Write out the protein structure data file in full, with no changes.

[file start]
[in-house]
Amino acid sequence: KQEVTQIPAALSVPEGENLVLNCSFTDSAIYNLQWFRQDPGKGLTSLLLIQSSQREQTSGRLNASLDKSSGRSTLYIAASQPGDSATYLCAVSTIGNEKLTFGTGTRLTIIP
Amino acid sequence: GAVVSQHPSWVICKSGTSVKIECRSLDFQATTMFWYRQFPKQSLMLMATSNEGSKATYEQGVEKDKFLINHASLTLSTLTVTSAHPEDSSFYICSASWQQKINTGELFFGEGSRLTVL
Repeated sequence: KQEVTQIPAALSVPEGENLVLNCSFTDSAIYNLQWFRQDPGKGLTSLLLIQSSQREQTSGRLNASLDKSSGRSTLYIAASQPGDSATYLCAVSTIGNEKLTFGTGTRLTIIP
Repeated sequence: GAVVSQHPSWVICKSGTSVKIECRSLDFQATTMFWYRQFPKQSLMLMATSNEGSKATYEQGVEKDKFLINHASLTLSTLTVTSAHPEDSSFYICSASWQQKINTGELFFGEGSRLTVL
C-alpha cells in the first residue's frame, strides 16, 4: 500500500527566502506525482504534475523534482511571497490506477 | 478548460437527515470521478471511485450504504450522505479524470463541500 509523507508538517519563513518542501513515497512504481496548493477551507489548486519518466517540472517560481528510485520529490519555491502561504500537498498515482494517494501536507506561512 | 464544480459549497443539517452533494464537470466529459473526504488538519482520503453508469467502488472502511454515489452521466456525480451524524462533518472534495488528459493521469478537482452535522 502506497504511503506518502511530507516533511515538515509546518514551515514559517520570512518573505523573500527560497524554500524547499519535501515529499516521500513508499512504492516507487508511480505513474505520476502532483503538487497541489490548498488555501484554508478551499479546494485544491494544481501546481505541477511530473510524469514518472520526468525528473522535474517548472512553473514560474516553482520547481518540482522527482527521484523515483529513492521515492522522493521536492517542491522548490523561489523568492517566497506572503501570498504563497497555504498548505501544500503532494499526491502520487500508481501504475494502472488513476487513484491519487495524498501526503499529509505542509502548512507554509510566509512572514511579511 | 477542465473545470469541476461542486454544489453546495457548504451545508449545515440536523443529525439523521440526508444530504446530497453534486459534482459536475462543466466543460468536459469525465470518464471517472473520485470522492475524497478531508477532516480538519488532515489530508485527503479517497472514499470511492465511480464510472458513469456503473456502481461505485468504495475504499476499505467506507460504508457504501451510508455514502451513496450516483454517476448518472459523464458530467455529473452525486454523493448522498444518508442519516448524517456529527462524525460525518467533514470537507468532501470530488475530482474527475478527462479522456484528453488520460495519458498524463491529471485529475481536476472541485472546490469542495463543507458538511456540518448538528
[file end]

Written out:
[in-house]
Amino acid sequence: KQEVTQIPAALSVPEGENLVLNCSFTDSAIYNLQWFRQDPGKGLTSLLLIQSSQREQTSGRLNASLDKSSGRSTLYIAASQPGDSATYLCAVSTIGNEKLTFGTGTRLTIIP
Amino acid sequence: GAVVSQHPSWVICKSGTSVKIECRSLDFQATTMFWYRQFPKQSLMLMATSNEGSKATYEQGVEKDKFLINHASLTLSTLTVTSAHPEDSSFYICSASWQQKINTGELFFGEGSRLTVL
Repeated sequence: KQEVTQIPAALSVPEGENLVLNCSFTDSAIYNLQWFRQDPGKGLTSLLLIQSSQREQTSGRLNASLDKSSGRSTLYIAASQPGDSATYLCAVSTIGNEKLTFGTGTRLTIIP
Repeated sequence: GAVVSQHPSWVICKSGTSVKIECRSLDFQATTMFWYRQFPKQSLMLMATSNEGSKATYEQGVEKDKFLINHASLTLSTLTVTSAHPEDSSFYICSASWQQKINTGELFFGEGSRLTVL
C-alpha cells in the first residue's frame, strides 16, 4: 500500500527566502506525482504534475523534482511571497490506477 | 478548460437527515470521478471511485450504504450522505479524470463541500 509523507508538517519563513518542501513515497512504481496548493477551507489548486519518466517540472517560481528510485520529490519555491502561504500537498498515482494517494501536507506561512 | 464544480459549497443539517452533494464537470466529459473526504488538519482520503453508469467502488472502511454515489452521466456525480451524524462533518472534495488528459493521469478537482452535522 502506497504511503506518502511530507516533511515538515509546518514551515514559517520570512518573505523573500527560497524554500524547499519535501515529499516521500513508499512504492516507487508511480505513474505520476502532483503538487497541489490548498488555501484554508478551499479546494485544491494544481501546481505541477511530473510524469514518472520526468525528473522535474517548472512553473514560474516553482520547481518540482522527482527521484523515483529513492521515492522522493521536492517542491522548490523561489523568492517566497506572503501570498504563497497555504498548505501544500503532494499526491502520487500508481501504475494502472488513476487513484491519487495524498501526503499529509505542509502548512507554509510566509512572514511579511 | 477542465473545470469541476461542486454544489453546495457548504451545508449545515440536523443529525439523521440526508444530504446530497453534486459534482459536475462543466466543460468536459469525465470518464471517472473520485470522492475524497478531508477532516480538519488532515489530508485527503479517497472514499470511492465511480464510472458513469456503473456502481461505485468504495475504499476499505467506507460504508457504501451510508455514502451513496450516483454517476448518472459523464458530467455529473452525486454523493448522498444518508442519516448524517456529527462524525460525518467533514470537507468532501470530488475530482474527475478527462479522456484528453488520460495519458498524463491529471485529475481536476472541485472546490469542495463543507458538511456540518448538528